Over the last several years the stem cell industry has broadened and shifted into areas of medicine that no one could have imagined a decade ago. In many instances, lives have been saved by cutting-edge technology and new innovations in the capabilities of stem cells to treat diseases that were historically deemed incurable. However, there is a drawback. Many of these practices have not been approved by the Food and Drug Administration and have led to irreversible damage in some patients.
This week, the FDA sent a formal letter of warning to Cord for Life, a Florida-based cord banking business. The letter contained allegations of safety lapses and legal violations in their operation. The business sold umbilical cord blood products to a company called Liveyon for several months last year. Cord for Life officials insist that they have operated without scrutiny for over two decades in the cord banking business and it was only after their relationship with Liveyon that problems occurred. Liveyon obtained umbilical cord blood-derived stem cell products from a San Diego manufacturer in 2018 which were injected into patients. At least fifteen of these patients were hospitalized shortly after with bacterial infections as a result of those injections. Liveyon promptly cut ties with the San Diego based manufacturer and began a relationship with Cord for Life to supply their blood products. Cord for Life asserts that it has taken steps to address the concerns of the FDA.
Twenty other companies providing stem cell services also received letters reminding them that they are violating federal laws by selling unapproved products. These companies and thousands of others have appeared over the last several years offering stem cell therapies that claim to treat Crohn’s disease, multiple sclerosis, and Alzheimer’s along with hundreds of other conditions. The techniques are not substantiated by science or authorized by the government.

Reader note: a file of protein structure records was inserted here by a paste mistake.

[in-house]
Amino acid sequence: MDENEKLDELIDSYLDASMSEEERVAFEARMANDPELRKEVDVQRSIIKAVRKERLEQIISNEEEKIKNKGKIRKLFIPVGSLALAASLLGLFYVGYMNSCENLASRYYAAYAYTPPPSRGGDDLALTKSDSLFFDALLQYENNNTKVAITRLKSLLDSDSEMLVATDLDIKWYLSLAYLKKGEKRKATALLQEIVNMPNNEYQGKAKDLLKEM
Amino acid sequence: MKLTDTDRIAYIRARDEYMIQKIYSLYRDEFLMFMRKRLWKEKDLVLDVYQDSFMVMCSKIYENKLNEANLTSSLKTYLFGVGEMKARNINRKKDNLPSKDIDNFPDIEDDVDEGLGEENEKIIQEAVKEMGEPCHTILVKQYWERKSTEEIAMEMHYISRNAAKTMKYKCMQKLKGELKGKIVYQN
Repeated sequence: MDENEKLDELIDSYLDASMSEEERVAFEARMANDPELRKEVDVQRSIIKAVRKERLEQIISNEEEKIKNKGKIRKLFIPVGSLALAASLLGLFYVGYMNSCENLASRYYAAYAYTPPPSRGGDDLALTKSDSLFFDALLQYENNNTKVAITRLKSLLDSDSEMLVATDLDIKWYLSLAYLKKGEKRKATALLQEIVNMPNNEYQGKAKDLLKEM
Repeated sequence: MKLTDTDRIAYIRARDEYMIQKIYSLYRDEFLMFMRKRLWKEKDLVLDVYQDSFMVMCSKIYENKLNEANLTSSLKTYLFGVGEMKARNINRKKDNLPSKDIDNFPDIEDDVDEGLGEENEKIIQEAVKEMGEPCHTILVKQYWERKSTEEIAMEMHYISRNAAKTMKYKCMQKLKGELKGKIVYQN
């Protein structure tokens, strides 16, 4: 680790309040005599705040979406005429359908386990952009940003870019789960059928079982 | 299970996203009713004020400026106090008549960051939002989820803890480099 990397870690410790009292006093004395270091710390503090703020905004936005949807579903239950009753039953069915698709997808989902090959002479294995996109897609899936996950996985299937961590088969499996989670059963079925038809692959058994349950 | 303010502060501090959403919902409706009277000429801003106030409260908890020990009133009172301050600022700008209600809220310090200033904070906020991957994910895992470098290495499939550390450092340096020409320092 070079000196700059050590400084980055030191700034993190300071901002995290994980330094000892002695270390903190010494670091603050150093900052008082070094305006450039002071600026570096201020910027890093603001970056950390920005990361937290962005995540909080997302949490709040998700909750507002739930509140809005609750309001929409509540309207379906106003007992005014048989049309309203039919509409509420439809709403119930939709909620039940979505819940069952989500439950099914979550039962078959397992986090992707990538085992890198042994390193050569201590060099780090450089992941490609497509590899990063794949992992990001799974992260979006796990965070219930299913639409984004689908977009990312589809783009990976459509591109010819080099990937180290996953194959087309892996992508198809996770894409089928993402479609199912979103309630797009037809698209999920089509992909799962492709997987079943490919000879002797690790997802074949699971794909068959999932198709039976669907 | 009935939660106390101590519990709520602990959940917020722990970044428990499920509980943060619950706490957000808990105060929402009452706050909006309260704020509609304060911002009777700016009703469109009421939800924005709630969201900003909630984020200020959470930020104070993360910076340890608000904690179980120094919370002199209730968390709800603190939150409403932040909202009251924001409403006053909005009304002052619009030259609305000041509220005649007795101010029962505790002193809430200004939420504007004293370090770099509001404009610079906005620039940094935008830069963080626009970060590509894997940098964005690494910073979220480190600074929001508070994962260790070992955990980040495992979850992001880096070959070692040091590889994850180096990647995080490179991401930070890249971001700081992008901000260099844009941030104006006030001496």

These clinics have been allowed to multiply over the years due to the inaction of the FDA, even as consumer advocates and doctors have pressured the agency to take more aggressive action against them. Critics of the FDA see the letters as too little, too late. They are concerned that twenty letters will do little to change the practices of thousands of clinics operating out of the realm of control. Officials with the FDA say that warning letters have been sent out five times over the last two years including the one issued this week.
Researchers are certain that stem cell studies will lead to better treatment and cures for some of the most deadly and debilitating diseases of our time, but the verdict is still out on protocol that could mean the difference in life and death for patients. Many in the scientific community refer to these illegally operating clinics as salesmen of modern day snake oil.
There are many documented cases of patients experiencing adverse reactions to stem cell treatments that are not yet FDA approved. Seventeen people were hospitalized this year with severe bacterial infections that were acquired through injections of stem cell products derived from umbilical cord blood. Another group of five patients suffered vision loss after treatments.
FDA officials agree that more needs to be done but in order to move forward, the actions of these companies must be documented and inspections must be conducted. The agency needs proof that those operating outside the law have disregarded the letters before any action may be taken.